Derivatives Introduction

In this lesson we will start off by reviewing the idea of tangents with lots of references to graphs. We will learn how we can calculate the equation for what the tangent would be at a point along a line.

The Slopes of Tangents Graphically

This is the intro to our new concept of differentiation. Over this unit we will learn the many methods of how to calculate a formula for the slope of a function. Differentiation gives us the tool to find what the slope is at any point along a function. Slopes have indications about many values in the real world, velocity and acceleration is one of them.

Essentially, slope is the rate of change in a graph at a certain point, it is calculated by how much the horizontal axis changes vs how much the vertical axis changes. Normally, for a graph with the horizontal axis as x, and the vertical axis as y, it can be calculated by,

Slope =  
change in y
change in x
illustration showing line with change in y and change in x highlighted together with the formula for slope

Below we have Figure 1, the graph of a function, y = f(x)

graph of a function, y=f(x)

Using this graph we can put our x, y, and slope values into a table as shown below. We will call the slope m(x).

table showing x, y, and slope values extracted from adjacent graph

Now we will graph the slope, m(x), treating it like a function. This new concept is graphing what the slope is at a given point for a function m(x).

slope values from above table graphed

What we have here is a graph that tells us what the slope value is at a given point, x for a function. So, if we pick an x-value on our graphed slope here, the m(x) value will correspond to the slope of the same x-value graphed in Figure 1 above.

Graph with Velocity

Velocity is related to the slope of a function that represents distance travelled by time.

Below is the graph of a ball thrown into the air. It measures the height of the ball on the y-axis (in feet) and time after the ball has been thrown on the x-axis (in seconds).

graph of a height against time, y=f(x)

Roughly write the table for the slope (velocity) of the line in the graph above at each point along the x-axis. Then sketch the graph that plots the velocity of the ball (y-axis) against time (x-axis). Velocity is equal to the slope at a given time along the graph of distance against time.

First we roughly illustrate our table of time and slope (velocity) at that time,

table of time and slope values

Remember, some examples of what a slope is, a flat line has a slope of zero, a line that is going up at a 45 degree angle has a slope of 1, a line that is going vertical 2 values for every 1 horizontal value has a slope of 2, a line that goes down 3 vertical values for every 1 horizontal value has a slope of -3. For this table we are roughly guessing our slope values so try and guesstimate what the slope values are at each point.

Now we have our table, graph the slope (velocity) value on the y-axis and the time value on the x-axis.

graph of values from table of time and slope values shown above

This graph gives us the velocity of the ball at a given time. Try and visualize what the velocity of the ball will be like, we throw the ball and right after the ball leaves our hand the velocity is high then after a couple of seconds the ball starts to slow down. After 3 seconds the ball reaches its highest point, at this exact point, the ball stops before it begins moving back towards the ground. After that point the ball has a negative velocity as it is moving backwards towards the starting point. Then after six seconds the ball has no velocity as it has hit the ground and stopped moving.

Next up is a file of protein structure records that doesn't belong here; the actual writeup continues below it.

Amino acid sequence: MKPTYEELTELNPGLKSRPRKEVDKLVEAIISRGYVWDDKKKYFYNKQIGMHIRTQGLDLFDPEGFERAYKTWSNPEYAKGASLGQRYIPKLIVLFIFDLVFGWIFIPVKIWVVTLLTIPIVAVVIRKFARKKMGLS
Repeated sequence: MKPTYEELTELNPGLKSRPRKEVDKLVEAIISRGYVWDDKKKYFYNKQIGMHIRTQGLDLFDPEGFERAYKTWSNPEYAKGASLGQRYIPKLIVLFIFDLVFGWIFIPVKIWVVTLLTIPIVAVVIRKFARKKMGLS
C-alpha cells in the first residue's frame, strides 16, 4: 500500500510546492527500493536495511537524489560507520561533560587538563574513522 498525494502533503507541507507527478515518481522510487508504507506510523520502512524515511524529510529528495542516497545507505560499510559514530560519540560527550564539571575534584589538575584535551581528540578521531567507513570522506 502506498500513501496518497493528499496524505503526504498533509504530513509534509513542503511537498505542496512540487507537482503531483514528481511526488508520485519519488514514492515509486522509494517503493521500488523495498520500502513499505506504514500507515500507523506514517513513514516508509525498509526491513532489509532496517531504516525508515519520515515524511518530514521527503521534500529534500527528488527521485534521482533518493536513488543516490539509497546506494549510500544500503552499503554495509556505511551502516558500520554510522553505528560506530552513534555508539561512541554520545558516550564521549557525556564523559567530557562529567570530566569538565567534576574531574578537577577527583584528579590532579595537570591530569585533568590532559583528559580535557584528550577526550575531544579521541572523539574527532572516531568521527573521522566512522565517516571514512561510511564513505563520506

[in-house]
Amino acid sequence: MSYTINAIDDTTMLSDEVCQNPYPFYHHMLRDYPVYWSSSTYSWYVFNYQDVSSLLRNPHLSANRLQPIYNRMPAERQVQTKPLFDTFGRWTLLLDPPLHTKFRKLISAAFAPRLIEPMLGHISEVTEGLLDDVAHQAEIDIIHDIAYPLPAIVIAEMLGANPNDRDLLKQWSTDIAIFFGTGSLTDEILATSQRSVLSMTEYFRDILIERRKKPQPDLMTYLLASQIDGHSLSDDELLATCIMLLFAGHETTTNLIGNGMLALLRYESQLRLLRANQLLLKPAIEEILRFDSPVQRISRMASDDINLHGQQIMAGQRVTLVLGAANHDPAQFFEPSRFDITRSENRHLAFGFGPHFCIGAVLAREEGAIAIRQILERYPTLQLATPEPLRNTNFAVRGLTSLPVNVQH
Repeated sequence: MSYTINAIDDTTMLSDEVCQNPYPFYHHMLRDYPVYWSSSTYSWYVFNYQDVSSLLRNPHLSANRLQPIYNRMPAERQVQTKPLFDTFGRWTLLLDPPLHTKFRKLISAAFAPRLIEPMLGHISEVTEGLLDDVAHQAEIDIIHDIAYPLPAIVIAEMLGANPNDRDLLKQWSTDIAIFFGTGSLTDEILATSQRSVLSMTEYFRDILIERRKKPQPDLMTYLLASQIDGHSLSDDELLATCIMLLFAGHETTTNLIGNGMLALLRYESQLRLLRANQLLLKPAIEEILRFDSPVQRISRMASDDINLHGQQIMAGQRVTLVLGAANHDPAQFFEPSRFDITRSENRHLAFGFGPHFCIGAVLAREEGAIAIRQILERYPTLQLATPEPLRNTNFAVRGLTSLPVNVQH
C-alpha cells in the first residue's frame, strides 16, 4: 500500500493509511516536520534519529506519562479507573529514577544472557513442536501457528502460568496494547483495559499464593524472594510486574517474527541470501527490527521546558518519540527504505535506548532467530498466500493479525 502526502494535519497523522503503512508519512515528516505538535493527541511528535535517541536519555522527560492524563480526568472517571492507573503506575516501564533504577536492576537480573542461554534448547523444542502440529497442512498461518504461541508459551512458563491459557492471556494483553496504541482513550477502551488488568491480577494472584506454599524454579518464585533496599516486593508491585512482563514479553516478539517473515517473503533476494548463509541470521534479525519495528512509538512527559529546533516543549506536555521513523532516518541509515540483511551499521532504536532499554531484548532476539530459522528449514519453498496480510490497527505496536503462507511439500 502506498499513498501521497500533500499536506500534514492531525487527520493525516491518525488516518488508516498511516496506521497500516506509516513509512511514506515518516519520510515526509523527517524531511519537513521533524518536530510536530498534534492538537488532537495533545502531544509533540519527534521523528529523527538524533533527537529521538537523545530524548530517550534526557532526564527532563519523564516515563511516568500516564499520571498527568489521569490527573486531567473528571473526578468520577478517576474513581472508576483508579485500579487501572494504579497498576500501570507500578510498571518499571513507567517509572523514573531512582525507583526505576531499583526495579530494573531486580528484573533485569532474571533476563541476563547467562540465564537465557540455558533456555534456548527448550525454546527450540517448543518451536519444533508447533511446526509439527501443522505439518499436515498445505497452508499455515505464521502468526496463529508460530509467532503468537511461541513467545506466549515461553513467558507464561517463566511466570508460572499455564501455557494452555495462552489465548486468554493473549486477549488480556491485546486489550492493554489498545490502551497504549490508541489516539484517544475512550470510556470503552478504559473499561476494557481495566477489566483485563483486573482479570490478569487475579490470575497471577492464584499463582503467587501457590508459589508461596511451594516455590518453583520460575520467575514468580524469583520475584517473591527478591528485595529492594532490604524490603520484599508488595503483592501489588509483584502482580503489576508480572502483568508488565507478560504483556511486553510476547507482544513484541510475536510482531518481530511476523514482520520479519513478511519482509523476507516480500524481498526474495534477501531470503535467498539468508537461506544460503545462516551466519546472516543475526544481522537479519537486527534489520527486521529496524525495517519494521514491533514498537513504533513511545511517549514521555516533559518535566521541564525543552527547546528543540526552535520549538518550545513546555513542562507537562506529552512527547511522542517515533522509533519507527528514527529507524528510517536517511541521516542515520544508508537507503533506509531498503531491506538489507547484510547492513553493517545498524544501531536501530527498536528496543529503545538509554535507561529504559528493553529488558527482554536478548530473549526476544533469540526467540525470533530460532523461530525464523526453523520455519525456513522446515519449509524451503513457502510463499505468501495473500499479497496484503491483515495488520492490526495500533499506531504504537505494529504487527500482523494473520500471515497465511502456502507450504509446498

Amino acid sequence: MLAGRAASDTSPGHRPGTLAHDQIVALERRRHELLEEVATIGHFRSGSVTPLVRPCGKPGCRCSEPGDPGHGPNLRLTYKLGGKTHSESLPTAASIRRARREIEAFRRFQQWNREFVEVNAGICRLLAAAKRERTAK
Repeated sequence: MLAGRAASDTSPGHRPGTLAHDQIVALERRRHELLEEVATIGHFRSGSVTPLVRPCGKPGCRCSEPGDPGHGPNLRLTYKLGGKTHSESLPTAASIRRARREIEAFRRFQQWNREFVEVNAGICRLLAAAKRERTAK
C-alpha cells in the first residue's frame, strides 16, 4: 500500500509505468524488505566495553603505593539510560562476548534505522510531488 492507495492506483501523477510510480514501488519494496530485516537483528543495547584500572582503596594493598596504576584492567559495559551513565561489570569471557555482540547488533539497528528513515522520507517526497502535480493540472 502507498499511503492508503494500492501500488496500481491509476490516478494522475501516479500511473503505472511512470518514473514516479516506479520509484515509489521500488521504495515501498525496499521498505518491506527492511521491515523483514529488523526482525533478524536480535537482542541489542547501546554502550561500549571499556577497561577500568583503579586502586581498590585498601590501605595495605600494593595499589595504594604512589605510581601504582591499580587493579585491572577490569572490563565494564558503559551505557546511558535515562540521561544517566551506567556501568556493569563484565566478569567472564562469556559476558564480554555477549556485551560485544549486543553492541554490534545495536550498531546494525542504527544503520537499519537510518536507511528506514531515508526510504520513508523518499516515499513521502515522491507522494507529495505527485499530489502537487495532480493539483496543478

Tangents and The Slope

When we are given a function with a formula, we can calculate the slope of the tangent to any point along that line. [Remember the tangent is the straight line that runs at the slope at a given point]. For two points in that function say, (x, f(x)) and (x + h, f(x + h)) we can calculate the slope of the secant line (msec) between those points, [recalling on our equations for a slope between two points]

msec = { f(x + h) - f(x)} / { (x + h) - (x) }

msec =  
f(x + h) - f(x)
(x + h) - (x)

As the value of h gets smaller, the two points (x, f(x)) and (x + h, f(x + h)) get closer and closer together, and therefore the slope between them gets closer and closer to the slope of the tangent at the point (x, f(x)). We say that,

The limit of msec as h approaches 0 will be equal to the slope of the point (x, f(x)) - (mtan)

So,

mtan = showing limit as h appoaches zero msec = showing limit as h appoaches zero  
f(x + h) - f(x)
(x + h) - (x)

Example - Slope of a tangent

Find the slope of the tangent at the point (3, 9) on the graph of y = f(x) = x2 using the formula,

mtan = showing limit as h appoaches zero msec = showing limit as h appoaches zero  
f(x + h) - f(x)
(x + h) - (x)

So, we have the point (3, 9) on the graphed function y = f(x) = x2,

For use in our formula,

x = 3 and x + h = 3 + h

f(x) = x2 and f(x + h) = (x + h)2,

with x = 3 we have,

f(3) = 32 and f(3 + h) = (3 + h)2

So, sub these values into,

mtan = showing limit as h appoaches zero msec = showing limit as h appoaches zero  
f(x + h) - f(x)
(x + h) - (x)
= showing limit as h appoaches zero  
(3 + h)2 - (32)
(3 + h) - (3)
= showing limit as h appoaches zero  
9 + 6h + h2 - (9)
h
= showing limit as h appoaches zero  
6h + h2
h

Dividing top and bottom by h we get:

= showing limit as h appoaches zero  (6 + h)

So, we now have a simplified version, the limit of the formula above as h approaches zero, (theoretically calculating it as h = 0) we get,

= 6 + 0 = 6

That is our slope for the point (3, 9) on the function y = f(x) = x2

Sketching Tangent Example